Israeli mobile operator Cellcom is planning the launch of an over-the-top (OTT) pay TV service. Cellcom’s board of directors approved the decision last month, and received immediate endorsement from Israel’s ministry of communications, which is keen to promote competition in Israel’s multichannel TV market. Cellcom will be allowed to use the Idan+ digital terrestrial network to reach at least 90% of the Israeli population.
No details on the scope of the service or the launch date were revealed, though Cellcom management said that the new service would require ‘investment and additional operating expenses’.
Cellcom has wanted for some time to challenge the Israeli pay TV market duopoly of cable operator HOT and satellite operator Yes (a subsidiary of the country’s incumbent telco Bezeq). The major hurdle so far has been HOT and Bezeq’s control the landline infrastructure. The Ministry of Communications has declared its intention to open up the telecoms wholesale market to new players to boost competition in the provision of pay TV services and to reduce the prices paid by consumers.
Under the current regulatory framework, retail prices set by Bezeq and HOT for providing access to third parties like Cellcom to use their infrastructure are considered to be very high. Another stumbling-block was the protection that the Ministry of Communication offered till recently to cable operator HOT by forbidding any other operator from launching bundled services.
The Ministry of Communication has tried a number of methods to break the HOT/Yes duopoly that has prevailed in the Israeli pay TV market since 2003. At the end of 2012 the Ministry compelled both HOT and Yes to start offering a basic package (the narrow package as it is called) for about half the price of the introductory packages that till then the two operators were offering. However, this move did not produce the results that the Ministry was hoping for as, at the end of 2013 and while the whole project was at its pilot phase, no more than 3,000 subscribers have been attracted to the narrow package. Creating the best possible conditions for third parties to enter the pay TV market and therefore exercise pressure on HOT and Yes to lower their prices, seemed to be the only real alternative for the Ministry of Communications.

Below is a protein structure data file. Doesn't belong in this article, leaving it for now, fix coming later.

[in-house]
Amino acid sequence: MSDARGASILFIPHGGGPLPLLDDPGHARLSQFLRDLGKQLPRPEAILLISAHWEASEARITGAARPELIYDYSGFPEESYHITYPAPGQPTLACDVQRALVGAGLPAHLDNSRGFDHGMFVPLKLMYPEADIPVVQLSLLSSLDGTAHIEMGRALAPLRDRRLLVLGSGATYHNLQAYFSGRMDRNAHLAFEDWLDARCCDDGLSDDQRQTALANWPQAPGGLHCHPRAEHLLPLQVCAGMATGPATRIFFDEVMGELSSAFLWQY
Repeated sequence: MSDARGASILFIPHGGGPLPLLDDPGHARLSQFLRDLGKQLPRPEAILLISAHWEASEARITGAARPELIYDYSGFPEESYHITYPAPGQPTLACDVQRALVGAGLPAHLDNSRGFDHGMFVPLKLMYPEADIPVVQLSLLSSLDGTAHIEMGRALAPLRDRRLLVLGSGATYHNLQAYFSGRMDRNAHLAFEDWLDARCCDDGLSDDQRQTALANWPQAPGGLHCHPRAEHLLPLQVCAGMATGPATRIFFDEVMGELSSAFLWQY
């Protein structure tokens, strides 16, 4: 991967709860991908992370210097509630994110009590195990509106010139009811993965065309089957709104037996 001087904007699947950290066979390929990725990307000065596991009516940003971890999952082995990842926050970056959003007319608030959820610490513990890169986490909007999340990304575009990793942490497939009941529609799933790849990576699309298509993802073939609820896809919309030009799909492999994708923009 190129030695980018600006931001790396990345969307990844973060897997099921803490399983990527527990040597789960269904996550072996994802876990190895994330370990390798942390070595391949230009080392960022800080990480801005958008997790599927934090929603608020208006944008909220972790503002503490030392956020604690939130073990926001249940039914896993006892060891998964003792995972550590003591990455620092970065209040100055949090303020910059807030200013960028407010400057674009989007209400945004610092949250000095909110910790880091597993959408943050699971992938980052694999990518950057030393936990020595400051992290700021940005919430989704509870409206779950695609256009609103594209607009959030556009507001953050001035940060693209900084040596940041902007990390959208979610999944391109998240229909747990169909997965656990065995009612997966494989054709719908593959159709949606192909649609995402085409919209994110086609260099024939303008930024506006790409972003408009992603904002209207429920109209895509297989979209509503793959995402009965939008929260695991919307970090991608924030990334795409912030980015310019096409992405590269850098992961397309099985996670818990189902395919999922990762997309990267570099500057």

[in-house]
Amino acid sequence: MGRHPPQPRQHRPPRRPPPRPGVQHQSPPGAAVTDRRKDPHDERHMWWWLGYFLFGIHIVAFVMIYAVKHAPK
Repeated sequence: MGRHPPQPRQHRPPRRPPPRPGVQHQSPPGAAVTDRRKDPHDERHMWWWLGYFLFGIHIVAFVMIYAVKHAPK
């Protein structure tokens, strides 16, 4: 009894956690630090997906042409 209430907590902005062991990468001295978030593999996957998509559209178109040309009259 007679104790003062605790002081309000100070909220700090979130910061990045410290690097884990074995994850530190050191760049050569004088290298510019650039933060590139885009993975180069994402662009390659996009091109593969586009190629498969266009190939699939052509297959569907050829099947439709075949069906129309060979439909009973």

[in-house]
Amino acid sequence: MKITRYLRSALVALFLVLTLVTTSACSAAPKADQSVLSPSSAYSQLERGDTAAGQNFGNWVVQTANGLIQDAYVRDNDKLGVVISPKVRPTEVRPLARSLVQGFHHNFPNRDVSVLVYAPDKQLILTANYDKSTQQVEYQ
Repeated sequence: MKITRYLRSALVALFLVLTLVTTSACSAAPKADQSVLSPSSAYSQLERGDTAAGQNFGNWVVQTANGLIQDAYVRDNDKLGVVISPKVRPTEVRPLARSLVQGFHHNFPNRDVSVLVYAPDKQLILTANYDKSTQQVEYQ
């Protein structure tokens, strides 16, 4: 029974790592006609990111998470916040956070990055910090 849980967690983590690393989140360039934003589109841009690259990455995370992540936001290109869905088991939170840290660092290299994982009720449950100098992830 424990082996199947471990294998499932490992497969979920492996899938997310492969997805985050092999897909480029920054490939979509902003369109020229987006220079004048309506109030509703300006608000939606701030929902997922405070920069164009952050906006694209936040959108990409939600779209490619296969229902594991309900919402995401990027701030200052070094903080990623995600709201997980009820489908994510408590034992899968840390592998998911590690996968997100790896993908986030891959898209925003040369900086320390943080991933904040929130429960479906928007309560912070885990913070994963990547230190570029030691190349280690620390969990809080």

For Cellcom an entry into the pay TV market seems to be the best solution to protect its mobile customer base. An added-value television service offered on top of the mobile subscription can have the effect of locking-in Cellcom’s subscribers and to reduce churn rates. According to IHS Technology data, Cellcom has the largest mobile subscriber base in Israel, with 3.09 million customers at the end of 2013 (around 32% of the market). The mobile communications market in Israel is a very competitive one with five players (including the subsidiaries of pay TV operators HOT and Bezeq) and very tightly regulated by the state, leaving not much room for a profitable outcome. HOT and Yes are already offering OTT services to their customers.
The Israeli media have hinted for a possible launch of Cellcom’s OTT service by August 2014. However, things might not run so smoothly. Legislation to open up the wholesale telecoms market will permit the use of Bezeq and HOT’s infrastructure by third parties, will be a lengthy process. Another important regulatory development was the approval by Israel’s Anti-Trust Authority of a possible merger between Bezeq and its satellite operator Yes in March this year. A full operational merger between the two entities will give the opportunity to Bezeq to market a bundled offer, a privilege that was so far enjoyed only by HOT.
The new service that Cellcom is planning will use a hybrid platform: digital terrestrial (DTT) and the internet. Currently the DTT platform in Israel, branded as Idan+ (the Israeli equivalent to Freeview in the UK), offers a limited number of channels - just six. The government is planning to expand Idan+ service in order to transmit a total of 18 channels, some of them in HD. The government wants to boost the attractiveness of the DTT platform and, in parallel with expanding the content offer, it is also extending the network coverage of DTT in the country.
The Second Authority for Television and Radio, a semi-governmental body responsible for operating the DTT platform, has inked deals with Cellcom and Partner (another mobile network operator) to use their mobile cell tower sites in order to install DTT transmitters and relay towers that will provide DTT coverage for around 94% of the population.